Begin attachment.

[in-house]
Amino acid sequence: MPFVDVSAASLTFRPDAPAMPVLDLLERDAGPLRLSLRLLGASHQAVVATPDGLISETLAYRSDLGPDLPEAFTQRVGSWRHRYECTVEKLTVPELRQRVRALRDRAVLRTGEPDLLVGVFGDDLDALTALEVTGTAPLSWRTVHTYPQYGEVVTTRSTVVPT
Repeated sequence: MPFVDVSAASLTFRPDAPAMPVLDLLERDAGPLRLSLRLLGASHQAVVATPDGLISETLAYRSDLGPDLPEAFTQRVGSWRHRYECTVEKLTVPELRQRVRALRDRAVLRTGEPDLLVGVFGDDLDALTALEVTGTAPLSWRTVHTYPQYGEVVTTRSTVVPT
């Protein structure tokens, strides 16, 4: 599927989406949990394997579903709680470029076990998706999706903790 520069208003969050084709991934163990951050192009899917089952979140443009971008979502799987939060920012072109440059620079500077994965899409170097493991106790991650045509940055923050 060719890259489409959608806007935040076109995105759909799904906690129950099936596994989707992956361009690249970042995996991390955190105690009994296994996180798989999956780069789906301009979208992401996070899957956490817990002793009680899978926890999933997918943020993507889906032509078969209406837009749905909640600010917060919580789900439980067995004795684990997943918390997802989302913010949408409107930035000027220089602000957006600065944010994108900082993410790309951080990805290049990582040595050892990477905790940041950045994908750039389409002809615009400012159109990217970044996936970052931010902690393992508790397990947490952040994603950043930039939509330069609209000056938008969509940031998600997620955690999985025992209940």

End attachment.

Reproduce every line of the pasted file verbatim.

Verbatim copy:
[in-house]
Amino acid sequence: MPFVDVSAASLTFRPDAPAMPVLDLLERDAGPLRLSLRLLGASHQAVVATPDGLISETLAYRSDLGPDLPEAFTQRVGSWRHRYECTVEKLTVPELRQRVRALRDRAVLRTGEPDLLVGVFGDDLDALTALEVTGTAPLSWRTVHTYPQYGEVVTTRSTVVPT
Repeated sequence: MPFVDVSAASLTFRPDAPAMPVLDLLERDAGPLRLSLRLLGASHQAVVATPDGLISETLAYRSDLGPDLPEAFTQRVGSWRHRYECTVEKLTVPELRQRVRALRDRAVLRTGEPDLLVGVFGDDLDALTALEVTGTAPLSWRTVHTYPQYGEVVTTRSTVVPT
């Protein structure tokens, strides 16, 4: 599927989406949990394997579903709680470029076990998706999706903790 520069208003969050084709991934163990951050192009899917089952979140443009971008979502799987939060920012072109440059620079500077994965899409170097493991106790991650045509940055923050 060719890259489409959608806007935040076109995105759909799904906690129950099936596994989707992956361009690249970042995996991390955190105690009994296994996180798989999956780069789906301009979208992401996070899957956490817990002793009680899978926890999933997918943020993507889906032509078969209406837009749905909640600010917060919580789900439980067995004795684990997943918390997802989302913010949408409107930035000027220089602000957006600065944010994108900082993410790309951080990805290049990582040595050892990477905790940041950045994908750039389409002809615009400012159109990217970044996936970052931010902690393992508790397990947490952040994603950043930039939509330069609209000056938008969509940031998600997620955690999985025992209940």